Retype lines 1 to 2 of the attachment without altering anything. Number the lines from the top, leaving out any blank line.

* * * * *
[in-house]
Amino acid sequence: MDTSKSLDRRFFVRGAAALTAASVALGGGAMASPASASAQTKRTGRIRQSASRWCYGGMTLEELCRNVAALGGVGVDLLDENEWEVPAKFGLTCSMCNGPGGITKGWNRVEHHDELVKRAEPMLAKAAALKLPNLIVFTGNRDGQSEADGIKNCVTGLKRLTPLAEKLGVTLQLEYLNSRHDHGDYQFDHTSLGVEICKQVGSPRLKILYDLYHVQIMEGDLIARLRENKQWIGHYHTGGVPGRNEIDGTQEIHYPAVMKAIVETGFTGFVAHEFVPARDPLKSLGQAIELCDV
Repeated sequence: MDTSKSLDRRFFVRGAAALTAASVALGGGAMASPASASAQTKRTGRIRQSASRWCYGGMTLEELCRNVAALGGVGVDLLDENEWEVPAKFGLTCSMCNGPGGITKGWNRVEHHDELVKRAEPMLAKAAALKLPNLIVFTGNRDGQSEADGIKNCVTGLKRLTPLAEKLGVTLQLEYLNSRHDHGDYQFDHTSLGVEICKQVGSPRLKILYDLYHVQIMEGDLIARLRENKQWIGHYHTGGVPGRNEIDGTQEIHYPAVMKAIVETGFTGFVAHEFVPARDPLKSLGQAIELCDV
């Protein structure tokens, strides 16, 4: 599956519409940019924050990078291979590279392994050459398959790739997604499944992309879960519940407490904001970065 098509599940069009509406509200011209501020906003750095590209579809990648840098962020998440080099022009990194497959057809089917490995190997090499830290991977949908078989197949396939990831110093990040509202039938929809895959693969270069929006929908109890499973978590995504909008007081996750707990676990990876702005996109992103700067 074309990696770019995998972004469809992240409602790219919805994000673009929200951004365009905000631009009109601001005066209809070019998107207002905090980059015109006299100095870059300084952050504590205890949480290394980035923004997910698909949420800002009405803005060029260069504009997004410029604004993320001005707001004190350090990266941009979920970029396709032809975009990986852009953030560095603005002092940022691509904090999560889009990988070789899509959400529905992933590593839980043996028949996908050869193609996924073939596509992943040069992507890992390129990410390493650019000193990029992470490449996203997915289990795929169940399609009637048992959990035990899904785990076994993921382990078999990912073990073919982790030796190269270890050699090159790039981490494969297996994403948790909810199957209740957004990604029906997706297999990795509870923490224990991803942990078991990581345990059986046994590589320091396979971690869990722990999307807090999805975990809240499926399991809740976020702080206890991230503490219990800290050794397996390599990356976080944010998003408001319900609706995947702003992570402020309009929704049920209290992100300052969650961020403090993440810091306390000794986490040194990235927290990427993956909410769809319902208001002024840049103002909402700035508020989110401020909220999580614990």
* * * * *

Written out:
[in-house]
Amino acid sequence: MDTSKSLDRRFFVRGAAALTAASVALGGGAMASPASASAQTKRTGRIRQSASRWCYGGMTLEELCRNVAALGGVGVDLLDENEWEVPAKFGLTCSMCNGPGGITKGWNRVEHHDELVKRAEPMLAKAAALKLPNLIVFTGNRDGQSEADGIKNCVTGLKRLTPLAEKLGVTLQLEYLNSRHDHGDYQFDHTSLGVEICKQVGSPRLKILYDLYHVQIMEGDLIARLRENKQWIGHYHTGGVPGRNEIDGTQEIHYPAVMKAIVETGFTGFVAHEFVPARDPLKSLGQAIELCDV